Safety Training and OSHA/Cal-OSHA: The Occupational Safety and Health Administration (OSHA) enforces workplace safety. Even if you did university-mandated safety training a month ago, once you become an employee, your employer must provide you with training that keeps you safe on the job. Once you start paying any individual (yourself included) as a W-2 employee, it is crucial they are trained to work safely and that you maintain a record of that training. Incubators may provide some level of safety training, but they often can’t accommodate the level of detail that is needed to do specific procedures safely. 

OSHA also requires that employers keep track of any safety incidents or injuries on specific forms, which can be found on the OSHA website. For California-specific forms and required postings, the Department of Industrial Relations website provides comprehensive resources.

7. Found a mentor or advisor who has started and run a science-based business before?

A valuable mentor offers more than just practical guidance; they empathize with your journey.  There are so many variables when starting a company that it’s impossible to predict them all ahead of time, so having a person you can turn to when in crisis really helps.

As a new founder, some people will try to take advantage of you. A mentor can help you assess what is fair in a negotiation, recommend service providers they have already vetted, help you understand terms in a contract, and identify pitfalls before you hit them. Similar to how the best athletes benefit from the best coaches, successful founders cultivate sources of sound advice.

Man with a beard smiling in front of a mirrored wall with the name Karma Biotechnology printed on it.

Finding a mentor begins by meeting people in your industry and developing relationships with them. A mentor-mentee relationship can be as informal as a friendship where you chat about business over coffee or beer semi-regularly. There are also mentorship programs that some industry organizations run, but I don’t have experience with those so I can’t speak to how effective they are. Personally, I have found mentors by gravitating toward people in the industry who I like, whose backgrounds include skills I lack, and who are the most receptive to my requests for advice. I don’t have regular meetings with most of them, but I don’t let too many weeks go by without some kind of contact.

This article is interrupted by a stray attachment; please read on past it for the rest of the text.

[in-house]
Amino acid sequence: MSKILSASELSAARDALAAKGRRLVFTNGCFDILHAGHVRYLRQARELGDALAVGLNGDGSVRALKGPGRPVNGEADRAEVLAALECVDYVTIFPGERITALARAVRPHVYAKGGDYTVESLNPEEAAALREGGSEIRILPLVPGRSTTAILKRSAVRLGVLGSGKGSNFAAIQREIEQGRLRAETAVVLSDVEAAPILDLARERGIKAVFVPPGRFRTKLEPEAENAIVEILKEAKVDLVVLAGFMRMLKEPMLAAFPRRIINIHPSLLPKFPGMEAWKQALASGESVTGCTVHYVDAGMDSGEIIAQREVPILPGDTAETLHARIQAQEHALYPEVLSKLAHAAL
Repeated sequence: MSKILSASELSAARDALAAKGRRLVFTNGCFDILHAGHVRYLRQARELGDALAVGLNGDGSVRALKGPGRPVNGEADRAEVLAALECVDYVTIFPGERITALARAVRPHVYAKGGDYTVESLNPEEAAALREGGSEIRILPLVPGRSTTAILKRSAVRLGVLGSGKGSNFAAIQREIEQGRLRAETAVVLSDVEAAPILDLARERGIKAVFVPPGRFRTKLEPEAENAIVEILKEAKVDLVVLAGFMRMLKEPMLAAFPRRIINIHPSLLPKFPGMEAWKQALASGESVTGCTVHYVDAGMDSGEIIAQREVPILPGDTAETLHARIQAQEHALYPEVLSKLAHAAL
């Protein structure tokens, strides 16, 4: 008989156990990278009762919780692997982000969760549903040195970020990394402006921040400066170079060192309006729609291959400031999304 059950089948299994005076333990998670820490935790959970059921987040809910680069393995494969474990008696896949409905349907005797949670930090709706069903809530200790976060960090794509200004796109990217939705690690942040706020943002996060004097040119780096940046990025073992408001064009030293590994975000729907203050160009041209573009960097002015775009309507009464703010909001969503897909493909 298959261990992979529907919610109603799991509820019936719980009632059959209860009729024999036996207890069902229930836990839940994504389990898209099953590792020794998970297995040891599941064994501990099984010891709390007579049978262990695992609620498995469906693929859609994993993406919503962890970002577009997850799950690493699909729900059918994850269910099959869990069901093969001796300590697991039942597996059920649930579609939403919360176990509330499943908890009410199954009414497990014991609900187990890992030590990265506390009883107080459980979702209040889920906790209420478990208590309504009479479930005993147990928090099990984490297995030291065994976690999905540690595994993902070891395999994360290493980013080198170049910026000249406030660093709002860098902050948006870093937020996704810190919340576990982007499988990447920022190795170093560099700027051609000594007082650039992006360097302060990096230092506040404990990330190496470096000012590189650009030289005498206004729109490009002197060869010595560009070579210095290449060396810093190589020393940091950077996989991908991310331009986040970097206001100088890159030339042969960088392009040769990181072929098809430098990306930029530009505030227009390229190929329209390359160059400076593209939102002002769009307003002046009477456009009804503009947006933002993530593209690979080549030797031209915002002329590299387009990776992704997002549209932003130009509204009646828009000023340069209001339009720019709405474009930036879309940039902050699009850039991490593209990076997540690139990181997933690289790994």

Having mentors is incredibly valuable because it's much easier to comprehend the big picture when you're standing and observing it compared to being immersed in it. This perspective shift is one of the reasons why I highly value my mentors.


If this list feels overwhelming, that’s alright. If I were to distill everything into one crucial piece of advice, it would be this: Ask for help. Utilize tools such as LinkedIn and Twitter to find and connect with people who seem like they might have the expertise to help you and ask for a conversation. Most people will either be happy to help or introduce you to someone else who can. People enjoy giving advice because it allows them to feel helpful and capable. 

Please reach out if you would like to ask questions or if you're looking for advice and mentorship.